Do try! Though I don’t experiment much… 😀

  40. Anita

    Varya muth caught my eye in this post. I have to look for them here. In Blr beans are not used much by locals. Are they know by any other name you know of?

    I tried your chole, first from the mela. They were absolutely lipsmacking and I made pooris too to go with it :D:

    You knew we would ask for the Rajma recipe too. Very intuitive;). I’ve eaten Rajma and onion cooked to mush with the tang from amchur. Its superb! Do try it.

  41. made this today, and drizzled some freshly made ghee on top. awesome. have a question. we halved the recipe and it still feeds an army. you say 3 cups for 6-8 people? they must be very hungry people.

    but then, we’re snacking all day. so when we sit down to eat, we’re half full. 🙂

    Obviously our armies have different appetites!
    Did you have it with rice or roti? We need lots more with rice; this made exactly 7 portions for us 😀 when served with nothing on the side. Who needs sides with rajma-chaval?!

  42. Thanks for the rajma recipe. You are becoming my go-to person for Punju food. Kids and DH loved it!!!

    😀 You are very welcome!

  43. Rajma Chawal is a gr8 combination. thats my fav. It also reminds me of a mexican dish called as Mexican Gumbo which i had recently in Qudoba, Ann arbor.Cant wait to try this out.

    Hi, Anjali: You’re right – we Indians love our beans and rice as much as the Mexicans do!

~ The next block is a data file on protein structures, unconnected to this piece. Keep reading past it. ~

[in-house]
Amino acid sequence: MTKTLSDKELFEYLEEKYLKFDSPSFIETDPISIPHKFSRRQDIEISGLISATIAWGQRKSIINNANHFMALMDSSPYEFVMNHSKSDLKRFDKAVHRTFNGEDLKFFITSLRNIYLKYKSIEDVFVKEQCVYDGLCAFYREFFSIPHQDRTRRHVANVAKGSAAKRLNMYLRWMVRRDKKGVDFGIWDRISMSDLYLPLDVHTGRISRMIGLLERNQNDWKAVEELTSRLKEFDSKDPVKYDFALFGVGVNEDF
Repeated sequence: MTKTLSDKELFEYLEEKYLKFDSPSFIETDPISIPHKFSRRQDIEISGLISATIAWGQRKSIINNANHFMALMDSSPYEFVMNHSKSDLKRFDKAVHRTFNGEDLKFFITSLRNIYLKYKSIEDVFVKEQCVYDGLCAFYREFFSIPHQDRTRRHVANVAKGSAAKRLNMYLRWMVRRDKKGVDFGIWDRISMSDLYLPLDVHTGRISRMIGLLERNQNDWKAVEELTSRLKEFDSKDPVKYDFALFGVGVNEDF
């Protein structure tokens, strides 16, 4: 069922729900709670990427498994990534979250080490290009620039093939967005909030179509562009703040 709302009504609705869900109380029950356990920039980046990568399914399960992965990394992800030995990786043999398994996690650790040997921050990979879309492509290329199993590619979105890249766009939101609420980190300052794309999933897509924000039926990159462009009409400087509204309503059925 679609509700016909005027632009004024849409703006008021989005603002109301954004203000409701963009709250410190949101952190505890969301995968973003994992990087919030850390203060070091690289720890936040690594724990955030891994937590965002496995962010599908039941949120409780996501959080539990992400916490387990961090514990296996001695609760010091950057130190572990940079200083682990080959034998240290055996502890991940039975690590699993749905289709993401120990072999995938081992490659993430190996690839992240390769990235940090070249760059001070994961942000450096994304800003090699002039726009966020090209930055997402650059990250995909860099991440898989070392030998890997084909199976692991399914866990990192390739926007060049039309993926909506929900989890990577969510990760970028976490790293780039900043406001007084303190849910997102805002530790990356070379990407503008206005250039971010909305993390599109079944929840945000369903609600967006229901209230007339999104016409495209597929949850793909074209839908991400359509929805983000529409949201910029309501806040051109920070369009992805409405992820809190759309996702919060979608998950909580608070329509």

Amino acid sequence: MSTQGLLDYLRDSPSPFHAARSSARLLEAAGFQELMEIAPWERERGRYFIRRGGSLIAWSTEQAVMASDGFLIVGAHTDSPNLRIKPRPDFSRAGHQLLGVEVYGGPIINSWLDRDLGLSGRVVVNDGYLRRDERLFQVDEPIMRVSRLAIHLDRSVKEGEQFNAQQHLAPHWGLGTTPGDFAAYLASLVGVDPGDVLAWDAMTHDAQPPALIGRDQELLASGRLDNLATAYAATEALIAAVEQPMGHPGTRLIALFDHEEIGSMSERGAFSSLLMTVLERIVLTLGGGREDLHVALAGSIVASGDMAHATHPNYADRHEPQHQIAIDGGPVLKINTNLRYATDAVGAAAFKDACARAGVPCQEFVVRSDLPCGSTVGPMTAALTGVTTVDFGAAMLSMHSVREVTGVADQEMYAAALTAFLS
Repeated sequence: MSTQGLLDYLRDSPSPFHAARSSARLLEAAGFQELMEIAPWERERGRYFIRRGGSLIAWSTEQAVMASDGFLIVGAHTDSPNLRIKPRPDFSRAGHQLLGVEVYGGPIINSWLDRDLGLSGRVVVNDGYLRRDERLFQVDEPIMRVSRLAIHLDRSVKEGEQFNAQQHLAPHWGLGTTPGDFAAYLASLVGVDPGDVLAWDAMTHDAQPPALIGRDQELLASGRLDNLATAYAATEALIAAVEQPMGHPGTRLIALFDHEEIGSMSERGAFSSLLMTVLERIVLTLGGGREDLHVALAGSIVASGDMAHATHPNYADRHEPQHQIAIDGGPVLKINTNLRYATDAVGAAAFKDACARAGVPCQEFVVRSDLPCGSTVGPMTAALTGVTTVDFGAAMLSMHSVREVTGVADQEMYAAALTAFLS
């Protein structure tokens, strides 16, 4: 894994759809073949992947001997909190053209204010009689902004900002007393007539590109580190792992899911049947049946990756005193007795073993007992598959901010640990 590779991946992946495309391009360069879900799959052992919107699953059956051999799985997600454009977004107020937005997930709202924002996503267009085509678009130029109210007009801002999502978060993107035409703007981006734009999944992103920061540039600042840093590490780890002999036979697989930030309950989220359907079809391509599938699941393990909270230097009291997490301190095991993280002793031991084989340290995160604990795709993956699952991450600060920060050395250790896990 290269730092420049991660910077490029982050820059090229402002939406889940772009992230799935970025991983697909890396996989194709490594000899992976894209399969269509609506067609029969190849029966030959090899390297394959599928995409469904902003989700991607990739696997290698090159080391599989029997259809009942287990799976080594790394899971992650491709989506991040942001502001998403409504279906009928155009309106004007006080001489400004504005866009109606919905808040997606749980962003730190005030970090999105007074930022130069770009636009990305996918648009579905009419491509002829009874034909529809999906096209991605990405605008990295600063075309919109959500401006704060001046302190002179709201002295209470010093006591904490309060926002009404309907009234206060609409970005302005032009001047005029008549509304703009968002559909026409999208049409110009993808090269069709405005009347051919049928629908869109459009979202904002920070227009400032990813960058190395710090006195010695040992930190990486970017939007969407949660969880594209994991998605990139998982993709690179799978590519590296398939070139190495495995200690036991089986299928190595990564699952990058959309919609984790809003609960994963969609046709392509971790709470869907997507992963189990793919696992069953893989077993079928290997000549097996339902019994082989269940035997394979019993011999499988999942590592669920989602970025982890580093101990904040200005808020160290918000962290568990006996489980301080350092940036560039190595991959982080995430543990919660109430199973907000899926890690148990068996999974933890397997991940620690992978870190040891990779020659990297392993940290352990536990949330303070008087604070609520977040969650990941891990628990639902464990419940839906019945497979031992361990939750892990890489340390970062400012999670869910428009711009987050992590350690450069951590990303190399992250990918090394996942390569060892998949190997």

44. Anita,i chanced upon your website when i was looking through internet to inspire me with cooking after a hard day at work. i just love your site. i insires with lovely pictures, recipes & interesting conversations with like-minded women. i was looking for a site that would show how fulfilling & inspiring & satisfying daily cooking can be …& your site just does that!…I LOVE IT!…THANKYOU!

    Welcome to the Party, Malini. Cooking can be quite therapeutic. We work hard to put food on the table; just a little bit of time and love can make that food truly rewarding!
    Thank you for your encouraging words!

  45. This is a fabulous recipe, took me right back to my mom, and Delhi:)
    Gosh I REALLY miss Delhi…
    It’s almost EXACTLY how my mom makes it, and made the house smell heavenly.

    It really is one of those soul-satisfying simple dishes!

  46. Puhleeze puhleeze … at least call the dish by its proper name: raazma-bateh rather than the punjabi concoction of raajma-chawal. may give the non-kashmiris here a very wrong idea of what it tastes like, ’cause it’s nothing like the punjabi counterpart !

    The version presented here happens to be the Punjabi one, so the name is very much propah! The recipe uses onions and tomatoes, so very much the Punjabi ‘concoction’! Why, you don’t like the Punjabi version?!

  47. Hi Anita,
    I tried this recipe, and the rajma was just great, though it is a very different rajma(!) from what I had been eating all these years-which had Garam masala in it. This is a recipe for keeps for me. Another way to make rajma-each time differently!
    Janaki Turaga

  48. I tried this Rajma recipe and this is the best Rajma dish I have prepared. I was raised in the US and learned Indian cooking after marriage. Thank you for sharing your excellent recipes and tips on this website.

  49. Hi… how do you differentiate between cranberry beans and the chitre rajma? Did you find Cranberry beans in India? If you did, wd you know by what name it was called? Because I am looking for cranberry beans…pls help?


  50. Hi Anita,
    I love the amount of background info you always provide in your blog.

    Light vs dark… What is the difference between the dark and the light variety of rajma–are they interchangeable, regional variation, or personal preference? Which types do most Kashmiri and Punjabi cooks consider preferable?

    Interesting info on cranberry beans. My grandmother used to make them to accompany her famous cornbread… Yum, I can taste them now! I want to try your recipe for these too–looks very good.